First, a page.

But long before we turn five, we are inundated with propaganda from cradle to grave about all the great ways to spend our time that does not involve books. Advertisements tell us about all the great stuff on TV, all the great new movies, all the great new video games, all the great foods we should eat, all the great beverages we should drink, all the great clothes we should wear. Are these products worth the itch we inevitably get to try them? Perhaps some of them are, but like most things in life, the promise of something better is inevitably more exciting than the result.
Inevitably, the world of ‘culture’ has a problem. The ‘high arts’, once accustomed to being unchallenged in their prestige, now exist in a world indifferent to what makes them worth appreciating. Why would students, even intelligent ones, become enthusiastic about the Romantic poetry or Shakespeare plays they learn in school when they can find intelligently produced programs on television or youtube which relate far more to their contemporary lives? Why read Longfellow bemoan his lost youth when you can listen to Bruce Springsteen do the same in relateable language? Why go see a Shakespeare tragedy when you can watch a Martin Scorsese picture to deal with the same issues?
Faced with this situation, the forms which we traditionally call the ‘arts’ have only three options - all of which are terrible.
(Raisin Brahms, watching this ad as a kid was one of the scariest moments of my childhood...)
1. Play on their field. Use the mediums of the present to turn people onto the greatness of the past. Use television, radio and the Internet to advertise everything that’s great about classical music, theater, art museums, novels. The problem is that most every attempt to do this, at least thus far, wreaks of desperation. Trying to capture the nuance of what makes complex works of art designed without advertisements in mind cannot help sounding somewhat sad. Any five year old can understand why trying to make Brahms seem hip is a sadly misunderstood enterprise. Equally bad is the stuffy pompous “announcizing” you hear on radio ads in which a Walter Cronkite imitator bloviates about the reasons you should support your local symphony orchestra. Even if it’s a rare advertisement that does a good job of explaining why people should buy an old ‘artistic’ product, it will inevitably be at a disadvantage in comparison to an ad for a product that was built with advertising in mind.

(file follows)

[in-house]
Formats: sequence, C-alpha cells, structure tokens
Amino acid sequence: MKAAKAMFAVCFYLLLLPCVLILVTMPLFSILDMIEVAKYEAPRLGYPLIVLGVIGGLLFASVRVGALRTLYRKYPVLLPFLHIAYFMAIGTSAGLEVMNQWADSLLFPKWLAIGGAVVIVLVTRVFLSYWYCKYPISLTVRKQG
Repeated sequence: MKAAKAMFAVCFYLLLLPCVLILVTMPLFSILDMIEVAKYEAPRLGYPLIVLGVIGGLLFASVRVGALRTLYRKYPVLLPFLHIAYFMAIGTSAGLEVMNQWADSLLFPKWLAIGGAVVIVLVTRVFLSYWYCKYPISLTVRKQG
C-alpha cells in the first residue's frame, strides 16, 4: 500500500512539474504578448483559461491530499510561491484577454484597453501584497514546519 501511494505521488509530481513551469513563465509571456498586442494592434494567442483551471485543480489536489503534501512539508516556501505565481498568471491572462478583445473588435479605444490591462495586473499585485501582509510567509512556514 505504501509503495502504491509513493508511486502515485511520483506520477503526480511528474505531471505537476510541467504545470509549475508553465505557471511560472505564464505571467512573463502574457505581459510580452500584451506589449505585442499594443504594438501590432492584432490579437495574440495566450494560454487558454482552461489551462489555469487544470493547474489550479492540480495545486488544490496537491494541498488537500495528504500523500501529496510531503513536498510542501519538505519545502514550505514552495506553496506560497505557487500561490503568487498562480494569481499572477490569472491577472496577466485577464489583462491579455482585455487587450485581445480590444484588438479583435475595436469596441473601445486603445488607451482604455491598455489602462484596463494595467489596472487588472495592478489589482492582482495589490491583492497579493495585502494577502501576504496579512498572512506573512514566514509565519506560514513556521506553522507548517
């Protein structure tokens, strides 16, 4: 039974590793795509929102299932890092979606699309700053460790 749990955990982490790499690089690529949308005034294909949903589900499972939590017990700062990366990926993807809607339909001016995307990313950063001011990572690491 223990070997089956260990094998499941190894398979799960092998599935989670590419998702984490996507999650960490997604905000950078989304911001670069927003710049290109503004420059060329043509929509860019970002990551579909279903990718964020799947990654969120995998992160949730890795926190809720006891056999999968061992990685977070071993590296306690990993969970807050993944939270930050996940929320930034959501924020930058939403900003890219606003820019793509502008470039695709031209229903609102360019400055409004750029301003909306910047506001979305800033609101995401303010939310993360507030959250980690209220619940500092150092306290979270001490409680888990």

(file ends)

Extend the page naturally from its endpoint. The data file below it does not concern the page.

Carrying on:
2. Fulminate about the moral superiority of The Arts. Make allegations about the inherent inferiority of more recent artforms to novels, classical music, theater, Western art etc. Make allegations about the ways in which newer art forms corrupt minds and are tainted with the stain of contemporary mores. What is sad about this approach is that it works, at least to a small extent. As in other aspects of life, fear is the best motivator. This kind of demagoguery will convince parents that they have to keep their children’s minds pure and will keep TV’s off, keep violin and dance studios in business and give people the time to memorize volumes of poetry. This was the model behind the entire culture of the Soviet Union. Culturally, the USSR was like an artificial 19th century in which everyone listened to Beethoven and read Shakespeare when they weren’t playing or acting it for friends in their living rooms. Appreciation of the past, however glorious, supplanted the development of the present.
3. Ignore it all. Just keep publishing novels, producing plays, playing classical music, constructing new art galleries. All the artistic creators in these forms should continue creating with the expectation that there will always be an audience for them. And perhaps it’s true, perhaps the older arts should be able to stand on their own in order to justify their existence. But I would bet any amount of money on the fact that none of them would be able to do it. Because more contemporary art forms can provide the same catharsis in far more relateable ways.
The unutterable truth about the high arts is that there is nothing to fear from the Michael Bays and Miley Cyruses of the world. For all the complaints about the encroaching philistinism of today’s world, anybody whose favorite musician is John Mayer would not understand what’s great about Bach or Stravinsky. It’s not the Counting Crows or Wolfgang Petersens of the world with whom we compete, it’s the Bjorks and P.T. Andersons. There is a finite amount of art which one person can appreciate over the course of a lifetime. We live in a civilization so well-developed that the number of superb cultural offerings seem infinite. There are not only thousands of great experiences which we will never have, but thousands, maybe millions, which it will never occur to us to have.